Home / Market / Mark-to-market /  Mark to Market | What drives volumes on BSE?

BSE’s equity derivatives volumes have declined by around 70% after it tweaked the rules for its market-making incentive scheme last week. The segment’s turnover has averaged 11,800 crore since the changes were made effective on September compared with a daily average of 42,750 crore in the preceding month.

This has happened mainly because the exchange tightened the obligations of its market-makers, by reducing the permissible spread for the two-way quotes they provide. On one hand, this shows that the exchange’s volumes are largely dependent on the incentives it doles out. This is evident from the large drop in volumes when the incentive structure was modified. But not all hope is lost.

According to a BSE broker who isn’t active in the exchange’s derivatives segment, the narrow spreads make a compelling trading case, even if one were to keep incentives out of the picture. He adds that in some near-month contracts, the spreads are even narrower than those on the comparable National Stock Exchange (NSE) products. Besides, trading costs even without accounting for incentives are lower compared with NSE. He admits, however, that there’s barely any non-incentive-linked volumes on the exchange currently.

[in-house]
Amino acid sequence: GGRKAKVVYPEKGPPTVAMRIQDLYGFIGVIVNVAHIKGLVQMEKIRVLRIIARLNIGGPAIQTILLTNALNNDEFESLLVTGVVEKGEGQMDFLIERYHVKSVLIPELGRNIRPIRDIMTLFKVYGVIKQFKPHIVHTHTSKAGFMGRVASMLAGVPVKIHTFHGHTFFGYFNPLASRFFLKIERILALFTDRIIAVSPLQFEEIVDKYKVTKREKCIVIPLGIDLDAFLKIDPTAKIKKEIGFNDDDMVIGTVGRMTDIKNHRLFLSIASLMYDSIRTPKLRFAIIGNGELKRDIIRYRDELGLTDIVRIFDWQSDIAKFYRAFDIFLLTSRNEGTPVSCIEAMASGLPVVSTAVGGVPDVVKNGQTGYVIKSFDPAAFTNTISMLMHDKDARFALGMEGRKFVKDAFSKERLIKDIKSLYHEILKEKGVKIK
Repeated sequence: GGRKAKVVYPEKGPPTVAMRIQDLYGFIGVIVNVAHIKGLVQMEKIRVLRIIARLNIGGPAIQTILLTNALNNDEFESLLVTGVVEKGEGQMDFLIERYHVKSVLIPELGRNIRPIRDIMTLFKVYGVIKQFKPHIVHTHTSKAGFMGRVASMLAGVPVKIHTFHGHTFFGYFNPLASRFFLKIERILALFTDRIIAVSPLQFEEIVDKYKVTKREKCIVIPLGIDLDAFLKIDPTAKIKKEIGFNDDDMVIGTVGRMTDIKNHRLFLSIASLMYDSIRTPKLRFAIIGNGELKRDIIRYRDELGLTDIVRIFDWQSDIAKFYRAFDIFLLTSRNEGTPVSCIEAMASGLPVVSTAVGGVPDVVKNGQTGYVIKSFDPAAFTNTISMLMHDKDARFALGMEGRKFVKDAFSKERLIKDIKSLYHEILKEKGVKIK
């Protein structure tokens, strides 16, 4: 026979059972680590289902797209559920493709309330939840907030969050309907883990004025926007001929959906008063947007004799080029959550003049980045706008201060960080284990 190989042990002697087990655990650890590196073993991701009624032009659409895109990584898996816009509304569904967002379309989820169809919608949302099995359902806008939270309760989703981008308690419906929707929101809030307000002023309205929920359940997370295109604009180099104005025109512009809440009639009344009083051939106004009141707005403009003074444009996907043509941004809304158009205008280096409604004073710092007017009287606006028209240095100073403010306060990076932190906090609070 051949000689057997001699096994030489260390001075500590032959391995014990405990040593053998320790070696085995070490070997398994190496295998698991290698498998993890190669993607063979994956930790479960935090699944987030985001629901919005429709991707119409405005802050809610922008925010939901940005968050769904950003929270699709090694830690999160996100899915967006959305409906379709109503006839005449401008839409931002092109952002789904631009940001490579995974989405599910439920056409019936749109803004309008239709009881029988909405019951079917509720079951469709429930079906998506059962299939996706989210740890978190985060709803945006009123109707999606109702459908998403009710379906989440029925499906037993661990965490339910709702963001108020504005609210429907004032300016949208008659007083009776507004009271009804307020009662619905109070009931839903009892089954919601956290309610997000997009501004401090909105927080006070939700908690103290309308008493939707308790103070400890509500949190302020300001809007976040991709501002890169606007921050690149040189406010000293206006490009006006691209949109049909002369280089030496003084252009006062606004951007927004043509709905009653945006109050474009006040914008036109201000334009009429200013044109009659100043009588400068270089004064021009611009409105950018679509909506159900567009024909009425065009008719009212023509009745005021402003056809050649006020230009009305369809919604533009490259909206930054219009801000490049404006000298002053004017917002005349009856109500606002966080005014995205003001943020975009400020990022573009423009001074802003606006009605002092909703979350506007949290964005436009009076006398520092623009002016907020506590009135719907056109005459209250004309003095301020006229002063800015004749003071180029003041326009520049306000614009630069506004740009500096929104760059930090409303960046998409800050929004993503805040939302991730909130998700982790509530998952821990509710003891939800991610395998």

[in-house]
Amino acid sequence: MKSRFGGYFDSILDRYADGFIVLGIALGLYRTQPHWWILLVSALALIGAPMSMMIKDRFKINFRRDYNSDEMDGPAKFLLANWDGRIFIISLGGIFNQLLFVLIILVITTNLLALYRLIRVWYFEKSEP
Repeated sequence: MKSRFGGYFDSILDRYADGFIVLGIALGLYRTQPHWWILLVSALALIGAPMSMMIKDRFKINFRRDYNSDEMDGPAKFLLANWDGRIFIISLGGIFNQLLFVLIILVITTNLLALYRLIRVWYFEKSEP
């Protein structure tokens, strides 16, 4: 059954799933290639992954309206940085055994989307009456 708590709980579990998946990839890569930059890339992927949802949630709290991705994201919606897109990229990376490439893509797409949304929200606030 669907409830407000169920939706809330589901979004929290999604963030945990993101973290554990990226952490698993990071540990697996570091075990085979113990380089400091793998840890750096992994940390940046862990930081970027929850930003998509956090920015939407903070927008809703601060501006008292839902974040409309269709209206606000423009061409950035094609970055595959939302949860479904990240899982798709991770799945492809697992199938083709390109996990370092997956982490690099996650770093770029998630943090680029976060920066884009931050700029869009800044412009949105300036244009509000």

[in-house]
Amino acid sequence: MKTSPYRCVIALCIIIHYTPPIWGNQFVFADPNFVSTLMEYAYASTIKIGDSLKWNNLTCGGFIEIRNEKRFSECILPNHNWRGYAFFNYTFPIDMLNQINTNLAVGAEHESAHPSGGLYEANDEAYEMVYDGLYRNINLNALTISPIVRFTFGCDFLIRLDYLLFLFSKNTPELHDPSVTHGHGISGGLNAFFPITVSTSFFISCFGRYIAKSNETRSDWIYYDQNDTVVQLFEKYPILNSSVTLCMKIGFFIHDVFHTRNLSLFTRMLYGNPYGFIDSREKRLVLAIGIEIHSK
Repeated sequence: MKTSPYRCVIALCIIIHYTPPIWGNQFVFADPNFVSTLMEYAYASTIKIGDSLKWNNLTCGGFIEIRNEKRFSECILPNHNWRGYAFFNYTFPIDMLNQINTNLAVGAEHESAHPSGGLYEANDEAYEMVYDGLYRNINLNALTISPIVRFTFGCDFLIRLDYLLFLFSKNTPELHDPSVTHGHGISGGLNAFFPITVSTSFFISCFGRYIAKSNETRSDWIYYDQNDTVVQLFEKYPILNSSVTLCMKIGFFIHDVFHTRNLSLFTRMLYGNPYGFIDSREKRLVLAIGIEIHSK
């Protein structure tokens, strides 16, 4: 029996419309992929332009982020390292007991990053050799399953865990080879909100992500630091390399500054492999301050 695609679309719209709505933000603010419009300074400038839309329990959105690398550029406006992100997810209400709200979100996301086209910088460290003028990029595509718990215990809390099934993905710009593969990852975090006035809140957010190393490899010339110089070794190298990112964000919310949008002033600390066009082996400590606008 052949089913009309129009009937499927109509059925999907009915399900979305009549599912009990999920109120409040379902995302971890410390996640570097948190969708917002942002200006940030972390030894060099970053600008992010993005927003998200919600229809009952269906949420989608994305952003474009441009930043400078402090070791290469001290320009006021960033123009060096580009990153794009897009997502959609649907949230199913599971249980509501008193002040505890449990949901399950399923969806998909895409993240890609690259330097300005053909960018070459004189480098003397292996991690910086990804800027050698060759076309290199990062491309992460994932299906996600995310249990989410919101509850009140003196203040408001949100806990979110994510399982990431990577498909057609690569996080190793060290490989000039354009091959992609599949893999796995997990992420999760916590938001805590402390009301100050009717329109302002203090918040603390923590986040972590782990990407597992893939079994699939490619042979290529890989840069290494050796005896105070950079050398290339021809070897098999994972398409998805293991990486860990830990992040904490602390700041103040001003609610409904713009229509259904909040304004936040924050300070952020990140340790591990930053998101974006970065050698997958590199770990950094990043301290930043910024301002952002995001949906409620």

Needless to say, the task is cut out for BSE. It can’t run an incentive programme, at least in the current form, for a long time. Before the exchange starts withdrawing/reducing incentives, non-incentive-linked volumes need to rise to meaningful levels. Else, when market-making activity reduces, spreads will widen to such an extent that genuine traders will find little reason to continue trading.

BSE has been running its incentive programme for nearly a year now, and while reported volumes have been impressive, most of this is from proprietary desks looking to rake in incentives. Exchange officials disagree that most of the volumes are linked to its incentives, citing that its trading members have been willing to bear securities transaction taxes, the financial cost of posting margins as well as the cost of setting up infrastructure to trade on its platform.

Be that as it may, trends in the exchange’s derivatives volumes have changed dramatically whenever it has tweaked its incentive rules. In August, the exchange stopped incentivizing trades on Sensex options and shifted focus to the BSE-100 index. Overnight, volumes shifted to BSE-100 contracts. On Tuesday, BSE-100 options accounted for 99.2% of the total options volumes on the exchange, and volumes on Sensex options amounted to merely 0.01% of turnover. Even the large drop in volumes since last week shows that existing traders are sensitive to the incentive structure. Why else would volumes fall to less than one-third when the new market-making rules became effective? With MCX-SX now gearing up for a launch with relatively low trading fees as well, BSE needs to work doubly hard to get non-incentive-linked trading on board.

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